Category Archives: short stories

What I learned from reading Wodehouse

I’ve read several (well, that might be a bit of a stretch, I’m now on my fourth) books by PG Wodehouse in the past year, and I’ve quite enjoyed them all.

As much as I knew I wanted to read Wodehouse — particularly Jeeves and Wooster, but you start where you can sometimes — I was much more interested in his novels than the short stories. Because I’ve disliked pretty much every encounter I’ve had with a short story in the past decade plus. I was reading greats: Flannery O’Conner and Tobias Wolff, to name two, but I didn’t like ’em. So I thought I had developed a dislike for the short story form itself.

I’d liked O. Henry in high school, but when I revisited his work more recently, I found it trite, and the form too short for the stories therein.

I’d liked James Joyce’s Dubliners in college, but maybe it was the classroom setting and excellent professor?

But Wodehouse’s stories (I’ve read The Man Upstairs and A Few Quick Ones and I’m now reading Plum Pie) have universally thrilled. They don’t all have me laughing out loud, but a fair number do. I love the writing and language, the reappearing characters and stages, and I like the stories.

The one novel I’ve read so far is Frozen Assets, and I loved it, too.

Side note: I’ve fallen in love with The Overlook Press’s Collector’s Wodehouse editions of these books. I love the diminutive hardcover formats, the striped endpapers, the style and colorings of the covers, everything. Thankfully(?) there are many more for me to read!

Wodehouse wrote more than ninety books, so I’ve got plenty of titles from within his repertoire to keep me busy for a while (yay!), but what other short stories / writers do you think I’d enjoy?

I am an Amazon Associate and receive a small commission on sales through my affiliate links.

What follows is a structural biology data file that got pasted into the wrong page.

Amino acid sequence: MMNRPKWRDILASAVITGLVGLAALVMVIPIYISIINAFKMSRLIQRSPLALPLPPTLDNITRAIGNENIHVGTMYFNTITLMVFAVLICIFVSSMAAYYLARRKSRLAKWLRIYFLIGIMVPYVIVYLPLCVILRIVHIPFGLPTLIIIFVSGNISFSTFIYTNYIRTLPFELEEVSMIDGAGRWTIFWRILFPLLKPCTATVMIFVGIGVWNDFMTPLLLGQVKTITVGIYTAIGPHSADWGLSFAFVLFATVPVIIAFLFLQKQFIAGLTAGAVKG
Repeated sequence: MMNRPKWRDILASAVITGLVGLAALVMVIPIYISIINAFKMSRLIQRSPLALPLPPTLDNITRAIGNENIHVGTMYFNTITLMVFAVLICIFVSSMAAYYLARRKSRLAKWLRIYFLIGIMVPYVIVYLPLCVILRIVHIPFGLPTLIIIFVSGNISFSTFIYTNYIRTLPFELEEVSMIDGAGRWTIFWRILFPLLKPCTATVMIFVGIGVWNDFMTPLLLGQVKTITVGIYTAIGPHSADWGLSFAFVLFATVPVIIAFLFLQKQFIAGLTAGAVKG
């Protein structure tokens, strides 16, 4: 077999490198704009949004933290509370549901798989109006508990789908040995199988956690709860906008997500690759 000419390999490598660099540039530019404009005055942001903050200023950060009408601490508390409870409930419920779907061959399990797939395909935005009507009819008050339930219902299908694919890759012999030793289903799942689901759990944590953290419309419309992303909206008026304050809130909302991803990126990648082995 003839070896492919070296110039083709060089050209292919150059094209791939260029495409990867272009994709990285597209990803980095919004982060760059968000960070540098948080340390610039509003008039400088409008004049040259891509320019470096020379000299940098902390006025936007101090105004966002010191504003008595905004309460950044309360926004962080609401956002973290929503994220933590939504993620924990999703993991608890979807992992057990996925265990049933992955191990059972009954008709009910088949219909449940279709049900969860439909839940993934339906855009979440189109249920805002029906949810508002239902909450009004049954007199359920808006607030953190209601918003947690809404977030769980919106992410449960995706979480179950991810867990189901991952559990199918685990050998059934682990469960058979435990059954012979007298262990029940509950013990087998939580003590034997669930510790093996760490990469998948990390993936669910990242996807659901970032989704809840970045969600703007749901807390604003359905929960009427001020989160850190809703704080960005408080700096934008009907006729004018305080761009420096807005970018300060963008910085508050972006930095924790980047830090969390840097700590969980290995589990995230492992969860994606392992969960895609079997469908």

Faith’n’Fiction Roundtable: In the Garden of the North American Martyrs by Tobias Wolff

For Faith’n’Fiction Saturday this week, I participated in a round table discussion with several other bloggers about: In The Garden Of The North American Martyrs: Stories by Tobias Wolff (Ecco, a HarperCollins imprint, 1981), 192 pages

Brief book summary

In the Garden of the North American Martyrs is a collection of short stories. The brief volume consists of stories with disparate settings and characters, but after letting the book sit in my mind for awhile, they melded quite nicely together.

I thought the writing was brilliant, but I didn’t fall in love with the stories or the — incredibly clearly drawn — characters while reading.

And now a small part of the discussion, which is spread out over the blogs of all the participants, divided topically. I present you a discussion on tone and content of the stories, discussion on “Face to Face”:

Hannah: Overall, I thought the writing was excellent, superb even. I was struck by how much they felt like man stories, though. I don’t usually think this way, but the collection as a whole seemed very manly.

Amy: You know you bring up an interesting point. I also felt very aware of gender as I was reading, and while there were a couple of stories told from the point of view of a woman, it did seem that many of the stories focused on how things related to the men in the story, who were in fact most often the characters.

I’m curious about all of your thoughts on the story, “Face to Face” This story annoyed me, because Robert essentially was a creep from the start, ends up pretty much raping Virginia, and while she ends things with him, she does so with pity for him. It’s not that I think this is an unlikely scenario, it’s just that it was very uncomfortable to read, and it bothered me that while yes something was clearly wrong with Robert, the women in his life called him, “Poor Robert.” I’m not exactly sure what this is meant to say about the nature of women or even people for this matter.

Hannah: I agree, Amy, that “Face to Face” was uncomfortable to read. It certainly wasn’t the only awkward one, though, in terms of content.

I thought “In the Garden of the North American Martyrs” was an interesting look at gender roles — but moreso at self-perception, introspection. This story made me think. Another peep inside academia, too.